Unlike Magic Johnson, who attempted to inspire his beloved Spartans before they began their Final Four journey, Michael Jordan, who had been in Detroit for at least two days, didn’t offer any words of encouragement for his Tar Heels.
North Carolina players had to settle for Larry Bird, who wore a similar shade of blue when he played at Indiana State, walking by the UNC bench just before the game, pointing to the starters and offering a “Good luck, guys.”
The Tar Heels just stared back at Bird, half in awe of Larry Legend, half wondering what exactly he meant by that.
This group needed no such luck. This was, by far, the best team in the NCAA Tournament.
The Heels weren’t just good — they were UConn women’s team good.
Not a Magic-al pregame speech, not an overwhelming home-court advantage, not a contrived greater cause, not even the toughest of Ford-tough attitudes could have helped the Spartans overcome what they had in store for them Monday night.
When folks last fall predicted an undefeated season for UNC, the first half of Monday’s championship was exactly what they envisioned: a team that dizzies you with its speed, overwhelms you with its inside scoring options and demoralizes you with three-point shooting. A team whose only flaw is occasional lapses in defense, which only means the difference between winning by 30 points and winning by 20.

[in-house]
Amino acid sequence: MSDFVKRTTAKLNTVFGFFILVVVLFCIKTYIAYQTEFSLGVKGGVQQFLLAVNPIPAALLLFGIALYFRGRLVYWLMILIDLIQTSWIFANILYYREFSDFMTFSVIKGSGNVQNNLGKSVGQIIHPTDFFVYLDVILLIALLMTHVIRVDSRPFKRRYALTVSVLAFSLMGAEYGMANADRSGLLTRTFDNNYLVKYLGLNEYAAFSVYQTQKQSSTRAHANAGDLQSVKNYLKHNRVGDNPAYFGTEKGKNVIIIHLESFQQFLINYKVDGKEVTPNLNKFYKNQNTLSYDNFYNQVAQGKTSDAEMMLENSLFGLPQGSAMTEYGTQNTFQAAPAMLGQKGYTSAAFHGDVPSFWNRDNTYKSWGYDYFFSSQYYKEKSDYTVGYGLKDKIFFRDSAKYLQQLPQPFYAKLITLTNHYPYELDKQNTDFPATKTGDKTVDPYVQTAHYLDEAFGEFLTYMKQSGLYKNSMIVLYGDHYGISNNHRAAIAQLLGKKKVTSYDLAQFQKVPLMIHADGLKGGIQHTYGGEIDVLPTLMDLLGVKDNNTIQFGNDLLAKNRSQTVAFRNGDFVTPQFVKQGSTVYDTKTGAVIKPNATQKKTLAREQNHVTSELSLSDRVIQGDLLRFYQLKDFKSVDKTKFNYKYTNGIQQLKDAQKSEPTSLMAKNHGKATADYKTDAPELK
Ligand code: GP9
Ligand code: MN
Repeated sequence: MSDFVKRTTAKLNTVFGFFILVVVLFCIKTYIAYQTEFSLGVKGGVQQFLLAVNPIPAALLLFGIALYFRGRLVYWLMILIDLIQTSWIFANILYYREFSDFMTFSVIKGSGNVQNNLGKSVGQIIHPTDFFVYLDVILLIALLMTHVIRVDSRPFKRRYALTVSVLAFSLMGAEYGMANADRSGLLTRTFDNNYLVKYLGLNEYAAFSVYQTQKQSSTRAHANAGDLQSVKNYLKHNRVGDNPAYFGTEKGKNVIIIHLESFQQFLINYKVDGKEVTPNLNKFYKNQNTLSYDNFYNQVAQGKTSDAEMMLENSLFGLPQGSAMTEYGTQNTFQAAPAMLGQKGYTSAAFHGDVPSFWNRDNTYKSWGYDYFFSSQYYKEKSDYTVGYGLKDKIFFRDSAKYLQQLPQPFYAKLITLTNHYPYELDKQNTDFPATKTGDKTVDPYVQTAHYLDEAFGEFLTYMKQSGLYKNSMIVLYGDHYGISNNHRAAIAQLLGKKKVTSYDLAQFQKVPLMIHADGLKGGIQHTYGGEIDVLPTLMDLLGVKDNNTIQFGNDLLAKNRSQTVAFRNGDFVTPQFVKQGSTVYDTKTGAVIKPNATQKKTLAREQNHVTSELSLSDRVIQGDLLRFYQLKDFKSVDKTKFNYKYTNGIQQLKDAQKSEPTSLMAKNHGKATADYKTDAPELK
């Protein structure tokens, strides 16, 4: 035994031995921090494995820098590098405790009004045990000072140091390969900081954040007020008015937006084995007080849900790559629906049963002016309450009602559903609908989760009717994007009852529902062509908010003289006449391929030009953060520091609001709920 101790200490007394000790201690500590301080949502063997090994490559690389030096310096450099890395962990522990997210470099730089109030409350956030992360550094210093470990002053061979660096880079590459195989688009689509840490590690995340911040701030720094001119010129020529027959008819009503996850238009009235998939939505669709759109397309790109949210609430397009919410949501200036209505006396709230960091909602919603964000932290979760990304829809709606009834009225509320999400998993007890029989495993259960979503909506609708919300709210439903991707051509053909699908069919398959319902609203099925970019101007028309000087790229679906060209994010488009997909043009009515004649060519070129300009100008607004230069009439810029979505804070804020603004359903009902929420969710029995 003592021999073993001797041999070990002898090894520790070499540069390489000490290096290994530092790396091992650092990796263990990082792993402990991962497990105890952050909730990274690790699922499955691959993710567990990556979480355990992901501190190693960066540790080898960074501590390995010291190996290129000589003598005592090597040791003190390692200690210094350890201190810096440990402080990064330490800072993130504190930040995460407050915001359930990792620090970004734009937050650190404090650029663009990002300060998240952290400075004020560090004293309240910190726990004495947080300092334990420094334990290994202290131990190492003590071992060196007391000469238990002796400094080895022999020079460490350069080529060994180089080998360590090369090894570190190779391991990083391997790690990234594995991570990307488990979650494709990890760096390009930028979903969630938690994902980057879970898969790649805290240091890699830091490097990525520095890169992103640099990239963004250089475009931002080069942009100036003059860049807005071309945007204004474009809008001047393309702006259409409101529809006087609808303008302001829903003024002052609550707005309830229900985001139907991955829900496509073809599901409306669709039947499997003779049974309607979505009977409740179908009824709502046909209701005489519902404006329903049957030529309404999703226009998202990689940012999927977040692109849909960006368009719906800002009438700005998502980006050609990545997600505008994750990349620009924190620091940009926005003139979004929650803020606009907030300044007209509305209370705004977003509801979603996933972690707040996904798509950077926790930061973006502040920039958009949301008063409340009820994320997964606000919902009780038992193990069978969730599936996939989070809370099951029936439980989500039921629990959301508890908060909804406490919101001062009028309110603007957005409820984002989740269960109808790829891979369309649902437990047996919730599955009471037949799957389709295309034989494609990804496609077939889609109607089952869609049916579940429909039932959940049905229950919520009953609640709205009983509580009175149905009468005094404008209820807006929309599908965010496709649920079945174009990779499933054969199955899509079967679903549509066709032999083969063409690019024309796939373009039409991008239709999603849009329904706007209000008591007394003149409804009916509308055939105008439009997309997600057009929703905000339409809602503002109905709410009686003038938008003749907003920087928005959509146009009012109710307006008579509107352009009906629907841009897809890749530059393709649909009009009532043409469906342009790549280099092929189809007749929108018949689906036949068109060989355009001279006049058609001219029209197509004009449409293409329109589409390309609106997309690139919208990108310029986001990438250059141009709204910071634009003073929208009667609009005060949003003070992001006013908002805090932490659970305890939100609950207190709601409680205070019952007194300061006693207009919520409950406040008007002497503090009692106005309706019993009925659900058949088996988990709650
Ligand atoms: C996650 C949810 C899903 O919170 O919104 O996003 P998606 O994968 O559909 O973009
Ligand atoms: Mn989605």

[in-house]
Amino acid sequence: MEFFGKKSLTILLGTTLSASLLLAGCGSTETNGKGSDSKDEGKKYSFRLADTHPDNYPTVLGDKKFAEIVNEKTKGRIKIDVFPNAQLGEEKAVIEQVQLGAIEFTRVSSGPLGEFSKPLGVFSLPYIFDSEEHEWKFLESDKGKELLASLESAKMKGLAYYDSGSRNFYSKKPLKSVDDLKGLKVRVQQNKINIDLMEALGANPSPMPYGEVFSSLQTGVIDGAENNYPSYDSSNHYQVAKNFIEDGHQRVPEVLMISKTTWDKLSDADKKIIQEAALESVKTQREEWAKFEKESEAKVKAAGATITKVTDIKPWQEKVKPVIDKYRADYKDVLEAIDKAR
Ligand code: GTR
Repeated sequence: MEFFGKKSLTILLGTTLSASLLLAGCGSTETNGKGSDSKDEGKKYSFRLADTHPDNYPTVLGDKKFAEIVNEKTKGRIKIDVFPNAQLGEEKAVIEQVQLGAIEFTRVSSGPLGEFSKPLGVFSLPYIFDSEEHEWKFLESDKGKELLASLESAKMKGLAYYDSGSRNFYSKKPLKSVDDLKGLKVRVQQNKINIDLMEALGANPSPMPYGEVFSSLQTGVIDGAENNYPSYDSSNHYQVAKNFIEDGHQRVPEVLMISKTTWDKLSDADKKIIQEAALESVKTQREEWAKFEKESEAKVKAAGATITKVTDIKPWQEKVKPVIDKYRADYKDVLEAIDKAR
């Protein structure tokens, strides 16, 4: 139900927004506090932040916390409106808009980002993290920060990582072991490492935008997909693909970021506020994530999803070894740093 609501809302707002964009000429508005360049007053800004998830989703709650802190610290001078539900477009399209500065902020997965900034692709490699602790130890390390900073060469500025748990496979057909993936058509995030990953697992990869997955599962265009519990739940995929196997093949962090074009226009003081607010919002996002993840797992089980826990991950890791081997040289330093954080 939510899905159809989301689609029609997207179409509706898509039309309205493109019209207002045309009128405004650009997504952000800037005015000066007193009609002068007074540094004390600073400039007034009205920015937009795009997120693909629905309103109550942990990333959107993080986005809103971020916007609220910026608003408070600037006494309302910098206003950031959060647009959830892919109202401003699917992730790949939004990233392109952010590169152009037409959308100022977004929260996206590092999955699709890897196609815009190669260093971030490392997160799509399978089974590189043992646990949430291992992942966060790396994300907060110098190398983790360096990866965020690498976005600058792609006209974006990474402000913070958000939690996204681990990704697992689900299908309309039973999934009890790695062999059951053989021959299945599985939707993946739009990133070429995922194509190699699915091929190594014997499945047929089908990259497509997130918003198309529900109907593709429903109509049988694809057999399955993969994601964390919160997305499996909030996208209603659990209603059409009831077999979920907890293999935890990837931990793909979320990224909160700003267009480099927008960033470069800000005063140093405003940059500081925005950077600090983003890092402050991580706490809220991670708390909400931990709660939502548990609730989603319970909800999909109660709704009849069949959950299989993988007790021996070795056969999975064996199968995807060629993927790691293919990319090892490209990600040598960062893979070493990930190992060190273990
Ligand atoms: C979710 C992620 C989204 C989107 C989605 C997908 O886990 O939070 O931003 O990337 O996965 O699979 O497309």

The Heels could have withstood one of their top-four scorers actually leaving for the NBA and still have been good enough to win the school’s fifth national title. But with Ty Lawson, Danny Green, Wayne Ellington and Tyler Hansbrough all coming back, it was the ending this team was meant to experience. Roy Williams couldn’t mess this up. Heck, Billy Gillispie couldn’t mess this up.
But what Williams is doing in North Carolina is much more than impressive than babysitting a group of can’t-miss kids.
All he has done in his six years since arriving to coach his alma mater is dominate the college basketball landscape. Sure, the Gators won back-to-back national titles, but they did it with a lightning-in-a-bottle starting five and have followed that up with back-to-back NIT appearances.
After winning the national title in his second year at Carolina with players he didn’t recruit, Williams rebuilt a team of his own recruits and reached the Final Four three years later, then won his second national title one season after that.
Get used to more of this. Williams arrived in 2003 and in six short years has made Carolina the team of the decade. And it’s the early favorite to repeat next decade.
Sitting close behind ESPN’s Dick Vitale toward the latter stages of Monday’s title game, when everyone in the area was hoping aloud that the Spartans could at least make a game of it, fans might have heard Vitale, the voice of college basketball, summing up UNC in three words: “Too much talent.”
That won’t change. Not as long as Williams is recruiting for the school that barely needs to be sold.
It’s why this championship team didn’t need a pregame speech from an icon. Or even luck.
In this sport, Carolina blue is absolute gold.